What Are The Heart Rate Training Zones?

Heart rate zones

Have you ever noticed that everyone who runs these days seems to be wearing a heart rate monitor? Everyone, it seems, is keen on knowing how fast their heart is beating during exercise.

It’s not just a passing fad; using a heart rate monitor and knowing your heart rate training zones is an important component of physical fitness.

How a Heart Rate Monitor Can Help You Burn More Fat

Depending upon your goals, you should be working in a particular heart rate zone when you exercise in order for that exercise to be most effective. For example, you work in one heart rate training zone to burn fat and another to improve your cardiovascular system.

A heart rate monitor helps you ensure that you’re working in the right training zone during your entire workout by keeping track of your heart rate. Many heart rate monitors can even be programmed to let you know that you need to slow down or pick up the pace in order to stay in your training zone.

Using a heart rate monitor takes the guesswork out of your aerobic workout. If you’re running, for example, your heart rate monitor can easily tell when you you’re in a warm up training zone, and when you’ve moved to the fat burning zone. If you want to ensure that you’re burning fat for at least 20 minutes per day, you can easily ensure that you stay in that zone for the proper length of time by using a heart rate monitor.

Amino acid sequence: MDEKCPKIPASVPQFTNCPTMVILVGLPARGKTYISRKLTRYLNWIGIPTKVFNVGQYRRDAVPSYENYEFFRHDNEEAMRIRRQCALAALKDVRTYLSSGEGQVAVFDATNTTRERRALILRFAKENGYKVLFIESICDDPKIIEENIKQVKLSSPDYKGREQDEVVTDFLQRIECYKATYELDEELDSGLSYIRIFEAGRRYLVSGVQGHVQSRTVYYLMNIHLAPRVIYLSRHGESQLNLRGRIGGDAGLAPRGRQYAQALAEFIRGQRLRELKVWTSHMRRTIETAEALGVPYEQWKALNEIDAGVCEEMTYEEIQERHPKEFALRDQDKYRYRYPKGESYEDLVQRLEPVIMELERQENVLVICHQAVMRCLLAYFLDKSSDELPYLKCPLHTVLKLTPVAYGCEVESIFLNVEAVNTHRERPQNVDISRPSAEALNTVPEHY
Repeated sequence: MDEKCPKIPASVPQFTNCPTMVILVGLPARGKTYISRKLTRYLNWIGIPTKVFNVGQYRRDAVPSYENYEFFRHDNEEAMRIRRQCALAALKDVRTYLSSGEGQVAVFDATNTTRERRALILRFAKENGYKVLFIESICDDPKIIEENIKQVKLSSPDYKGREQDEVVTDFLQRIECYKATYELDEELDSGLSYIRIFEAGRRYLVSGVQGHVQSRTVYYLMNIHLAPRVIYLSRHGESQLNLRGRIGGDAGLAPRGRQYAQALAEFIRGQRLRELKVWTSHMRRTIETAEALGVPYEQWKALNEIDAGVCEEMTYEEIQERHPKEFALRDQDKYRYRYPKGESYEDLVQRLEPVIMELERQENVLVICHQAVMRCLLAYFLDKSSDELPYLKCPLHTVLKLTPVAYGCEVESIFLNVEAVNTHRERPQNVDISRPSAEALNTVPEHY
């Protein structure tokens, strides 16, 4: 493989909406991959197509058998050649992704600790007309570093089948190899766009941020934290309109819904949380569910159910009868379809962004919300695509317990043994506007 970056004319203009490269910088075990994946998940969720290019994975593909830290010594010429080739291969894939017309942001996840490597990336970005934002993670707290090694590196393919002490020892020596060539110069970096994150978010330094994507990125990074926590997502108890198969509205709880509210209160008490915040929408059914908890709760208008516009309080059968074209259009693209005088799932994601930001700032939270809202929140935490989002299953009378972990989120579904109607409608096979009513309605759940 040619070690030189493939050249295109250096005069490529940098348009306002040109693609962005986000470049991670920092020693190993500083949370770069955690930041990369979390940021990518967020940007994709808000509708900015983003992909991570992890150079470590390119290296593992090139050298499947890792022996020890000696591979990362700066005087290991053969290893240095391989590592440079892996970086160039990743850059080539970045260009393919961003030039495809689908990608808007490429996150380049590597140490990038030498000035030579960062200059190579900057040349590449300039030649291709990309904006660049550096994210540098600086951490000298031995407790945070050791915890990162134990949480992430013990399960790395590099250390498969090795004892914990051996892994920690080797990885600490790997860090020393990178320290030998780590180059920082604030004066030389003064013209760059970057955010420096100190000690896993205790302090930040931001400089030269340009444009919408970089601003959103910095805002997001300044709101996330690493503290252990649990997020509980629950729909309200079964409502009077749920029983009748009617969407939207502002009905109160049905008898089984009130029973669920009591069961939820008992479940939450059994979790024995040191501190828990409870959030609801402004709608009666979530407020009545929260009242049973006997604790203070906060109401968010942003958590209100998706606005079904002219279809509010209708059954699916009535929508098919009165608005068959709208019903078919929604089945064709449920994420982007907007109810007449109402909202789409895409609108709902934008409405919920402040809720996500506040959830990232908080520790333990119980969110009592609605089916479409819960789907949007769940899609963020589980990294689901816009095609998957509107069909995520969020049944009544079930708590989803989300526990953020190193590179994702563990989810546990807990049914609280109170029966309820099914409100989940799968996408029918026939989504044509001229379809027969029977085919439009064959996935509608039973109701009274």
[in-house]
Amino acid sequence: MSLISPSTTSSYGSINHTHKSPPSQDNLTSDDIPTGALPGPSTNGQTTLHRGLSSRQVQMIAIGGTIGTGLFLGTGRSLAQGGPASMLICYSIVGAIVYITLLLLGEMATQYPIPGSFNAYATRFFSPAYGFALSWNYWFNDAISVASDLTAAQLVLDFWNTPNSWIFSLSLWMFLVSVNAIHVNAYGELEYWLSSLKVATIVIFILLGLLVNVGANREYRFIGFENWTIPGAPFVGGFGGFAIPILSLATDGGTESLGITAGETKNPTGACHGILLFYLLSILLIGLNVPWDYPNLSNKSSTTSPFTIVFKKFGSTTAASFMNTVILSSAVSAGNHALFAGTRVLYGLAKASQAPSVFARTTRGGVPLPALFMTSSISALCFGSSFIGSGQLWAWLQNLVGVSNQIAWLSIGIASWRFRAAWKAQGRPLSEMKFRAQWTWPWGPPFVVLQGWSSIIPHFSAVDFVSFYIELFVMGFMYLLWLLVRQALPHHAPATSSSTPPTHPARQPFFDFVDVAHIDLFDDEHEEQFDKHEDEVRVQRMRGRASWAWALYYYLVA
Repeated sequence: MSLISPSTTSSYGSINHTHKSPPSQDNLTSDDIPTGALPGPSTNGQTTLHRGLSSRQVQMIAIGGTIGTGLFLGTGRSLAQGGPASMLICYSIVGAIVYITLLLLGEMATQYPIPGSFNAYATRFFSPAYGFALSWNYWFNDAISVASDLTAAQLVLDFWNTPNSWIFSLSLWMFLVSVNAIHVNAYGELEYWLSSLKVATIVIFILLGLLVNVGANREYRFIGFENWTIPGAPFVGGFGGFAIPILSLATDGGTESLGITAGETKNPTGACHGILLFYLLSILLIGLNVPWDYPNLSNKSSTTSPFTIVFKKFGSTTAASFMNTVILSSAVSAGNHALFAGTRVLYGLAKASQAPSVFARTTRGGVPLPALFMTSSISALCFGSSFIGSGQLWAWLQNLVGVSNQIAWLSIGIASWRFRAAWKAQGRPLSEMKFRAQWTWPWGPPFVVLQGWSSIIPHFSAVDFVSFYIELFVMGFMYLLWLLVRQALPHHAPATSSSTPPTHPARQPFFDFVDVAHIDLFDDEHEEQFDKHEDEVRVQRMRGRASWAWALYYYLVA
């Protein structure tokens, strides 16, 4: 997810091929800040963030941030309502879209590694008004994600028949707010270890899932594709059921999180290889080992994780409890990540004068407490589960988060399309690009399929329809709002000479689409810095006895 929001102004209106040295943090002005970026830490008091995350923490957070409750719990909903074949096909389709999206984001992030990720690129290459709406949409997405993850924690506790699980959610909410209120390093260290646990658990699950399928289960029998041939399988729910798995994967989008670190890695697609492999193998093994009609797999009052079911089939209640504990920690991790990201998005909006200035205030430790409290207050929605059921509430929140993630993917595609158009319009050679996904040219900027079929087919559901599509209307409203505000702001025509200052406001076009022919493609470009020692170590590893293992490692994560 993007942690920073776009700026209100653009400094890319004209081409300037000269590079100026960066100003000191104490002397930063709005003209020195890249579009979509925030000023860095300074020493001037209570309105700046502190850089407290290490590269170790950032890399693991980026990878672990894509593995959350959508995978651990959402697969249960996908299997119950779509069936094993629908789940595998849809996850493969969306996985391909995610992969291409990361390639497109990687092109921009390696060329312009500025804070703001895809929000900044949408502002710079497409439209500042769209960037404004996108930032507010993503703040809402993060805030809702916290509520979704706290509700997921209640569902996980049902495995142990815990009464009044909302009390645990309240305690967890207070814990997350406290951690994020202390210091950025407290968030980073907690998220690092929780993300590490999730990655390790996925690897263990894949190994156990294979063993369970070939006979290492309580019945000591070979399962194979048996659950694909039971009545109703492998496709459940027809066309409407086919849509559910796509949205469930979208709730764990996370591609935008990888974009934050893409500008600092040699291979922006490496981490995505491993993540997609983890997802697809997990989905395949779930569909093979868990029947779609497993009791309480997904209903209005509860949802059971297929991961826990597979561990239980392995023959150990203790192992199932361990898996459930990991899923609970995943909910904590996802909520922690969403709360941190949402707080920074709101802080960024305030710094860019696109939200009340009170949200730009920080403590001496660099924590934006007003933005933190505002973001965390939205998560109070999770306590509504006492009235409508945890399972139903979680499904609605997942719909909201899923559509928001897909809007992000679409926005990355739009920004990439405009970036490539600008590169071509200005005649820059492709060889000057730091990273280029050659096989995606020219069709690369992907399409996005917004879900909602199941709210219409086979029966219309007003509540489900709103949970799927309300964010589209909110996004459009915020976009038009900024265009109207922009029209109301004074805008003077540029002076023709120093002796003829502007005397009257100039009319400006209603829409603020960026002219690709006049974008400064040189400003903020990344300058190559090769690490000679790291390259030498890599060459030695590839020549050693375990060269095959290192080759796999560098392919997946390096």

The Heart Rate Training Zones

Cycling race

Following are the heart rate training zones you should be shooting for in your workouts. You can determine your heart rate training zone by considering you’re your Maximum Heart Rate (MHR) and your Resting Heart Rate (RHR).

The Recovery Zone – 60% to 70% of MHR

Training in the recovery zone develops endurance and aerobic ability. You burn fat, and your muscles re-energize with glycogen.

The Aerobic Zone – 70% to 80% of MHR

This is the best training for developing your cardiovascular system, because you improve your body’s capacity for transporting oxygen to muscles and for removing carbon dioxide from them. You burn less fat, but you train your heart.

The Anaerobic Zone – 80% to 90% of MHR

You use the glycogen stored in your muscles when training in this zone, instead of using fat. Training at this level is only needed if you want to develop your lactic acid system.

The Red Line Zone 90% to 100% of MHR

Training here helps you develop speed, but it can only be done for a short period of time. Run your high intensity intervals at this level. Following these guidelines, you can set your target heart rates for each of your workouts. Then, use your heart rate monitor to help you ensure that you’re getting the perfect workout every time.

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